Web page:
Photos by Bear Cieri
Two uncommon bike shops flourish in Burlington’s Old North End, less than a block apart. They’re both well-entrenched, but they’ve never been competitors, and their business models are quite different.
Bike Recycle Vermont operates out of a basement, relies on volunteers, sells everything at discount and serves a clientele that can’t always afford to pay. A cashless customer who shows up looking to get a flat tire fixed will likely be put to work on the repair.
Old Spokes Home, which occupies its own freestanding two-story building around the corner and across North Winooski Avenue, is more like a typical retail enterprise, with paid staff, market-rate merchandise and a conventional customer base: people with money.
For years, the two shops maintained an amiable coexistence and had little to do with each other, but then something counterintuitive happened. The basement operation, a volunteer-driven nonprofit that started on a shoestring and came to depend almost entirely on grants and donations, took over its commercial counterpart across the street.
This was not a trivial acquisition. The purchase price was about half a million dollars. The result of this unlikely business deal, proudly announced in January 2015, was a new, combined enterprise, a nonprofit called Burlington Bike Project.
The new entity remains a work in progress, but its creation is a testament to the melting-pot neighborhood that gave rise to it and to its crew of visionary bike enthusiasts — including the shops’ two founders.
Glenn Eames set up Old Spokes in 2000, having left his job as service manager at a downtown bike shop with his eye on a niche market, secondhand bikes. What set Old Spokes apart was its sales focus on the used and the reconditioned. Eames’ venture soon attracted a loyal cadre of customers who relied on bikes as a practical alternative to cars.
“Old Spokes Home is not about sport,” Eames said recently. “It’s about transport.”
The business prospered, but in 2005, Eames learned something that gave him pause: another used-bike outlet would be starting up across the street.
That shop, called Bike Recycle Vermont, was a brainchild of Ron Manganiello. The recycling idea had come to him the year before when he heard from a friend that a Somali refugee in Burlington needed a bike. Manganiello found a castoff Raleigh three-speed that worked fine, so he passed it on. Then he realized that “a gazillion other refugees” resettled in Burlington also could use bikes to get around, so he soon was collecting unclaimed bikes from the police department, hauling them to a mechanic friend to be rehabbed and giving them away.
Before long, his storage needs outstripped his backyard, so he found a better space for his fledgling nonprofit: the capacious, unused basement beneath Good News Garage, the iconic Burlington charity that distributes donated automobiles to low-income people. He also arranged an affiliation with Local Motion, a nonprofit alternative transportation advocacy group, to serve as Bike Recycle’s fiscal agent.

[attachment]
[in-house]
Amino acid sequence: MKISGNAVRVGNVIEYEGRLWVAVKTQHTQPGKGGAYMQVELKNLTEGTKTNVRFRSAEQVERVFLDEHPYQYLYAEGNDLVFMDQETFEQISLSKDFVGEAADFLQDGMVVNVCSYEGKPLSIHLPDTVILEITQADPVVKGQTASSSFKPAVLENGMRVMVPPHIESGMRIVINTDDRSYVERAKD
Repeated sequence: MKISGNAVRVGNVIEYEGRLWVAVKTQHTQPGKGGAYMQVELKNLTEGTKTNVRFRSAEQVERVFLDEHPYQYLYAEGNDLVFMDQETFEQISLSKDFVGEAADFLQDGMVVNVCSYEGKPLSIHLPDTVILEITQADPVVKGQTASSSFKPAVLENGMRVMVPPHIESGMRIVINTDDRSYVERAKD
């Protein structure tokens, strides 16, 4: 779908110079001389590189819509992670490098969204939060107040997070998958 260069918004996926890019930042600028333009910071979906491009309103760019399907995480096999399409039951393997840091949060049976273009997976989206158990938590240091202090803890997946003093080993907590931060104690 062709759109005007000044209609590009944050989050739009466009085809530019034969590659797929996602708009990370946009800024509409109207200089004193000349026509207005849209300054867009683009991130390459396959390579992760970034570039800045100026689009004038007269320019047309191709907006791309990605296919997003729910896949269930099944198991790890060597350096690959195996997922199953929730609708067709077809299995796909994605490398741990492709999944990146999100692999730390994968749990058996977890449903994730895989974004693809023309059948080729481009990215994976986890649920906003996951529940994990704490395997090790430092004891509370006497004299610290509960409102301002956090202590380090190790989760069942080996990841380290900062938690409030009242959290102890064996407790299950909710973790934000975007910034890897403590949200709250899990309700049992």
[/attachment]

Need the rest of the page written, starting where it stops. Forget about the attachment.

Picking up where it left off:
The Good News Garage headquarters were in a former bus barn on North Winooski Avenue, across from Old Spokes Home. With a mission parallel to Bike Recycle’s, Good News Garage was about as simpatico a landlord as could be found, Manganiello realized. But he also knew he’d better check in with Eames.
“Initially I felt as though there could be some conflict,” Eames said.
“Glenn was nervous about it,” Manganiello recalled. “He said, ‘Hey, I’m already fixing up old bikes for folks. How’s this going to work?’
“I said, ‘The people we’re serving don’t have any money. They’re refugees, they’re out of jail, they’re homeless. I think we’re going to
be compatible.’ ”
Eames’ concerns were allayed.
“We came to an agreement,” Eames said. “What he would be was a grant-based, donor organization. To his credit, he’s stuck by the agreement and his mission.”
“We’ve been great neighbors,” he added.
“Our core mission is really simple,” Manganiello said. “Empower low-income people and put them on the road inexpensively.”
Just inside the entrance to Bike Recycle Vermont, a chalkboard above the front counter spells out the terms of service: “You must qualify for assistance … in order to get products or services from Bike Recycle Vermont.” The board lists nine examples, among them food stamps, Section 8, recently incarcerated.
John Mahatcek, who came bike shopping one recent afternoon, fell in the latter category.
He said that he’d been released 23 days before, that he’d landed a job in Williston — a bus ride away — and that he needed a bike to get to the bus depot from where he was living, 3.2 miles north. He’d been jogging to the bus stop each workday, but now a bike would make his commute a lot easier.